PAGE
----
Tag Archives: editing

Stop! Rewrite!

When I first submitted Embers for edits, my editor sent it back to me with notes and corrections that didn’t even go past Chapter 3, and I was told to rewrite the whole thing.

In short, I was mortified. I thought that my entire book had to be awful for my editor to not have bothered to do a complete edit all the way through. I despaired for days. I convinced myself that I was a terrible author and that I’d probably never write another book again. In time, though, as the despair faded into determination, I realized that what my editor had done was really a blessing in disguise.

In Geisha, A Life by Mineko Iwasaki, the author recounts her journey to becoming a renowned geiko, starting back from her early childhood. While she was taking dance lessons, every girl there dreaded hearing their teacher tell them “stop!” For them, being told to stop was the dance teacher’s way of saying that their dancing was horrible and they should leave class and never return.

At one point, Mineko, who had been a proficient dancer and named successor of the okiya that took her in, received a dreaded “stop!” from her teacher and she returned home in tears. Upon arriving home, she was confronted and asked what was the matter. When she explained what had happened in dance class, she got an unexpected reaction.

The purpose of the “stop!” was not a punishment or an unofficial ban from dance classes. In actuality, it was a much-needed push. Mineko had been hitting a wall with her dancing, and her teacher had only been trying to give her that extra push to do better, to try harder. Ultimately, Mineko went back to dance class, and she returned stronger than ever, surprising even herself.

So, what does dancing have anything to do with my editor’s own instructions to rewrite Embers? I, too, was hitting a wall creatively. Writing Embers was a long and difficult process. I had a lot of challenges in life to overcome, so being able to create with such burdens on my shoulders was difficult.

When my editor told me to rewrite Embers, it was much like how Mineko had been told to stop. It was my push. I realized that it was the moment I could either allow myself to submit defeat and continue to wallow in despair, or I could stand and fight and turn Embers into the amazing novel it could be.

I’d worked too hard on it to give up. So I broke through the wall, and I shattered it. I came back strong, and now here we are, just days away from Embers‘ launch day.

So, I say to you other authors out there, don’t be afraid. If your editor tells you to rewrite your book, don’t greet it with despair like I did. See it for what it really is–the push to do better. Because what it boils down to is simply whether you’ll choose to give up, or choose to exceed everyone’s expectations, including your own. Face the challenge head on. You can do it.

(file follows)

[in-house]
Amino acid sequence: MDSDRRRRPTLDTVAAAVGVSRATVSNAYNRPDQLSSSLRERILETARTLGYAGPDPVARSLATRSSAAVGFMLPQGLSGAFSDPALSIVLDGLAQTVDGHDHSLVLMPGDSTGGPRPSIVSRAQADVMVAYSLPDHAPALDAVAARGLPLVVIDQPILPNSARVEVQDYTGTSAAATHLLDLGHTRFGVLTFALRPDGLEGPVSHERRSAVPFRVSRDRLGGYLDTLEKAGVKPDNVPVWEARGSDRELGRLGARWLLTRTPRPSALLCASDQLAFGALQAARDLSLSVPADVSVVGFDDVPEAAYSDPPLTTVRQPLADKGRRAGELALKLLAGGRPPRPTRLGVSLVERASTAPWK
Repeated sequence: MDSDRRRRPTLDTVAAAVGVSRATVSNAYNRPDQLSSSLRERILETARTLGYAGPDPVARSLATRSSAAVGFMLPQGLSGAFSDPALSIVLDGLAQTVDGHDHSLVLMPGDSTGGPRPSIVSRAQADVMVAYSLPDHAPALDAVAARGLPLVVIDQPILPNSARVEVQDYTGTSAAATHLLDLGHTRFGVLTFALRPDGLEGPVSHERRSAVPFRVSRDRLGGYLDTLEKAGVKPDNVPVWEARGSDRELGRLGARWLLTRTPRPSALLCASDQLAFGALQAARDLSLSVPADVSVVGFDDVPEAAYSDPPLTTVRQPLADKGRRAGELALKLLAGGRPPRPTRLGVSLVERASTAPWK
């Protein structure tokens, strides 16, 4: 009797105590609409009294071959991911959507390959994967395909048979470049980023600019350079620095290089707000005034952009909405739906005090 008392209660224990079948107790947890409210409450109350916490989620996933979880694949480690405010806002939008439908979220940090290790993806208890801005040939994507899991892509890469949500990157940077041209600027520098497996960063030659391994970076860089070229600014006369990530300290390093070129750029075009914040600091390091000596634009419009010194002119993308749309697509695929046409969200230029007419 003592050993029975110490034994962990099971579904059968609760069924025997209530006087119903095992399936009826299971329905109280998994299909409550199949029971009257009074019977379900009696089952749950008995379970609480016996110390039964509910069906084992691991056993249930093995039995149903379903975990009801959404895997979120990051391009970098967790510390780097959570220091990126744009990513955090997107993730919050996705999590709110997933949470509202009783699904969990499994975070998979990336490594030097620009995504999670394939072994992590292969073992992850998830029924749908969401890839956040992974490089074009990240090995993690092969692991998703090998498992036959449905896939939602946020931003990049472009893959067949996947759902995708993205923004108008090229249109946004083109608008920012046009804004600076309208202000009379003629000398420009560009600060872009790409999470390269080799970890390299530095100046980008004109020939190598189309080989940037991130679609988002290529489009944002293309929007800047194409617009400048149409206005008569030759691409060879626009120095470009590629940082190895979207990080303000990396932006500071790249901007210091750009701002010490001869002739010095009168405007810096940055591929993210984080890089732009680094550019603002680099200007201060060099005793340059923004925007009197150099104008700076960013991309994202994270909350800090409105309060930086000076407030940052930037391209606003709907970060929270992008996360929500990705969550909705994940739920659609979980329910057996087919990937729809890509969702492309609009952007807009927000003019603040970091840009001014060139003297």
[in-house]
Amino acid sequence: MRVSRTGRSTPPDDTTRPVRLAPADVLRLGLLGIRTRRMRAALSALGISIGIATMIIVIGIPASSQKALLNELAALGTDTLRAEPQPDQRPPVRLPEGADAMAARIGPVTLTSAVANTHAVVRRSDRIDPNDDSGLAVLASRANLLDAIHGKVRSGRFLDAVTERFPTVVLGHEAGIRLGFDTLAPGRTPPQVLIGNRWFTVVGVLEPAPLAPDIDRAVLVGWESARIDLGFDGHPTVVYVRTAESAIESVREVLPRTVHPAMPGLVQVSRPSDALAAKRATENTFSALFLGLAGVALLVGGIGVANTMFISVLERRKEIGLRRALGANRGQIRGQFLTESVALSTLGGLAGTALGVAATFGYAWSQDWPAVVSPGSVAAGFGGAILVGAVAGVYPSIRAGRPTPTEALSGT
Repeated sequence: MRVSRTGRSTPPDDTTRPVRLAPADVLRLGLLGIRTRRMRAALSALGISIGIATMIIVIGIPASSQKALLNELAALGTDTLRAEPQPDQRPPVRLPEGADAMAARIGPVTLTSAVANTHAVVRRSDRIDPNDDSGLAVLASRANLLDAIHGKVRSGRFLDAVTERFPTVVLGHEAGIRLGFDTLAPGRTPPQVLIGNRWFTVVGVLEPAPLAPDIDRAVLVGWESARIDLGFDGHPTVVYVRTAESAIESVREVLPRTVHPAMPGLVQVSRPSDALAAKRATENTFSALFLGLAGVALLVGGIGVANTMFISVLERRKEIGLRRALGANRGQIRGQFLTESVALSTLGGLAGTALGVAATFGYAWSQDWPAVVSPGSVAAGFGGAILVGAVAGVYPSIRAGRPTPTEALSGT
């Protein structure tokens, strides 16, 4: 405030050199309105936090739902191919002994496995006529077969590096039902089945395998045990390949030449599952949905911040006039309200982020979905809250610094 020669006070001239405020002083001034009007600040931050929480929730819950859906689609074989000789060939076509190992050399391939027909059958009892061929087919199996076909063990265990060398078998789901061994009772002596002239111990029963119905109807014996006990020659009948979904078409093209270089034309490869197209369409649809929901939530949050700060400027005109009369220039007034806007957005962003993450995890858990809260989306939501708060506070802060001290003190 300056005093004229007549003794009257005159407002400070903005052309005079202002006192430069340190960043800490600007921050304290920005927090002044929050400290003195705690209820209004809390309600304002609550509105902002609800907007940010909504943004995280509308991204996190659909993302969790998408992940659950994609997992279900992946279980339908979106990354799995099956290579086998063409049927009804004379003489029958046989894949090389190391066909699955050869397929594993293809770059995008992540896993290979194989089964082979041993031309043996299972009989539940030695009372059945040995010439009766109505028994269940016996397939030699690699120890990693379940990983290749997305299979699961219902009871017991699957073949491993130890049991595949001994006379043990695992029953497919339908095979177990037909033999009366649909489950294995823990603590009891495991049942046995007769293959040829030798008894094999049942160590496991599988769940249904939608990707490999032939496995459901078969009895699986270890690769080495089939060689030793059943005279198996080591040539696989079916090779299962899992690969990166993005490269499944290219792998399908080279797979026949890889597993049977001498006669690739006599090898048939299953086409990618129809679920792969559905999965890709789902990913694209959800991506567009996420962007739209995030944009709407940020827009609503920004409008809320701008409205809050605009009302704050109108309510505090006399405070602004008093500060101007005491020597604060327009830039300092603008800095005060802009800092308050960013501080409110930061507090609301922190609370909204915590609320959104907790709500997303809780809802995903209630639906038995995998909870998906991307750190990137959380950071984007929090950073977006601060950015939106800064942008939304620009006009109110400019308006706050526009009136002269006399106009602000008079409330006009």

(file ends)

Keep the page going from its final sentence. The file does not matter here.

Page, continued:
Write the novel you were meant to. Take good and turn it into greatness. Take greatness and become extraordinary.

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Black March

For those of you who don’t know me, I spend a lot of time on Google Plus. I love the relationships, news and information I’ve encountered there. Being on there, I have been informed, enlightened and surprised. At times that surprise isn’t a good thing. It was through google plus that I first learned about the SOPA, PIPA and ACTA bills. All of them have a ‘stop piracy’ lean to them, but they do so at the cost of censoring the internet and invading privacy of the individual. Today, I got a great surprise.

Thanks to the efforts of a handful of incredible people. (Moan Lisa, Shauna Myers, Giuseppe Russo, Gianmario Scotti) I have learned about an effort to support, feature and encourage an open market by supporting the independent authors, artists and musicians around the world. The goal of Black March is to show the major individuals that influence how and where we purchase our entertainment, that we won’t tolerate their pushing the little guy out of the picture. I think this is a fantastic movement and I know I’m personally committing to the supporting Black March.

The best way to show your support for this movement is to purchase your entertainment this month from Independent Artists in all areas of entertainment. Take a moment and read a new author, support a new musician, and share your experiences with the world.


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Treating My Addiction

I have an unfortunate addiction, to something most writers use very sparingly. I am addicted to the semicolon.  Honestly, how often do you see a semicolon in most pieces of fiction? I use at least one for every story, blog post, and chapter.  I say, “at least one”, but I’m minimizing the hold this tiny punctuation mark has on me.  My beta readers despair, and my editor patiently makes repeated suggestions on how to replace ninety-five percent of the semicolons I’ve used. So we’re going to study this devious, little piece of punctuation together.